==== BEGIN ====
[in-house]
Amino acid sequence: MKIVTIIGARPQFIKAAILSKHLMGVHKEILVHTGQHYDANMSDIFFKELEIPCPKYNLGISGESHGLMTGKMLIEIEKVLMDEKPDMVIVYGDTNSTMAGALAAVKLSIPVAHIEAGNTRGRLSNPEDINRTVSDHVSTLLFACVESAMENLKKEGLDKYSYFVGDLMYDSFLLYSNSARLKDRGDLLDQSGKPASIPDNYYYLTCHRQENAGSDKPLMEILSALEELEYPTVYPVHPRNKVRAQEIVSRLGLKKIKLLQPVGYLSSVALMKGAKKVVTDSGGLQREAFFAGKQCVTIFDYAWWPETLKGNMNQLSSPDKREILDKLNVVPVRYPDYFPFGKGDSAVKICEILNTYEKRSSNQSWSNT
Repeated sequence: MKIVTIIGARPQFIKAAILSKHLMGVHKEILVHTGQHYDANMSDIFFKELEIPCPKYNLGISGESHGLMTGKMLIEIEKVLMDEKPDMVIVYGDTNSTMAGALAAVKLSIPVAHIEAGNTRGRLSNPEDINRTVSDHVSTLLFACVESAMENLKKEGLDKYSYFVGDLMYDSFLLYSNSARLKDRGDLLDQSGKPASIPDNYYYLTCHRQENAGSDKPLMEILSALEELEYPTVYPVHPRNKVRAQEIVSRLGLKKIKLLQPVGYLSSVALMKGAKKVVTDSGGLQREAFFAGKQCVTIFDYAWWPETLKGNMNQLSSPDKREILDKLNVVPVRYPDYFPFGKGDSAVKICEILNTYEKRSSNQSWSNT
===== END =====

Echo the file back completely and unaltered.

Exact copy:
[in-house]
Amino acid sequence: MKIVTIIGARPQFIKAAILSKHLMGVHKEILVHTGQHYDANMSDIFFKELEIPCPKYNLGISGESHGLMTGKMLIEIEKVLMDEKPDMVIVYGDTNSTMAGALAAVKLSIPVAHIEAGNTRGRLSNPEDINRTVSDHVSTLLFACVESAMENLKKEGLDKYSYFVGDLMYDSFLLYSNSARLKDRGDLLDQSGKPASIPDNYYYLTCHRQENAGSDKPLMEILSALEELEYPTVYPVHPRNKVRAQEIVSRLGLKKIKLLQPVGYLSSVALMKGAKKVVTDSGGLQREAFFAGKQCVTIFDYAWWPETLKGNMNQLSSPDKREILDKLNVVPVRYPDYFPFGKGDSAVKICEILNTYEKRSSNQSWSNT
Repeated sequence: MKIVTIIGARPQFIKAAILSKHLMGVHKEILVHTGQHYDANMSDIFFKELEIPCPKYNLGISGESHGLMTGKMLIEIEKVLMDEKPDMVIVYGDTNSTMAGALAAVKLSIPVAHIEAGNTRGRLSNPEDINRTVSDHVSTLLFACVESAMENLKKEGLDKYSYFVGDLMYDSFLLYSNSARLKDRGDLLDQSGKPASIPDNYYYLTCHRQENAGSDKPLMEILSALEELEYPTVYPVHPRNKVRAQEIVSRLGLKKIKLLQPVGYLSSVALMKGAKKVVTDSGGLQREAFFAGKQCVTIFDYAWWPETLKGNMNQLSSPDKREILDKLNVVPVRYPDYFPFGKGDSAVKICEILNTYEKRSSNQSWSNT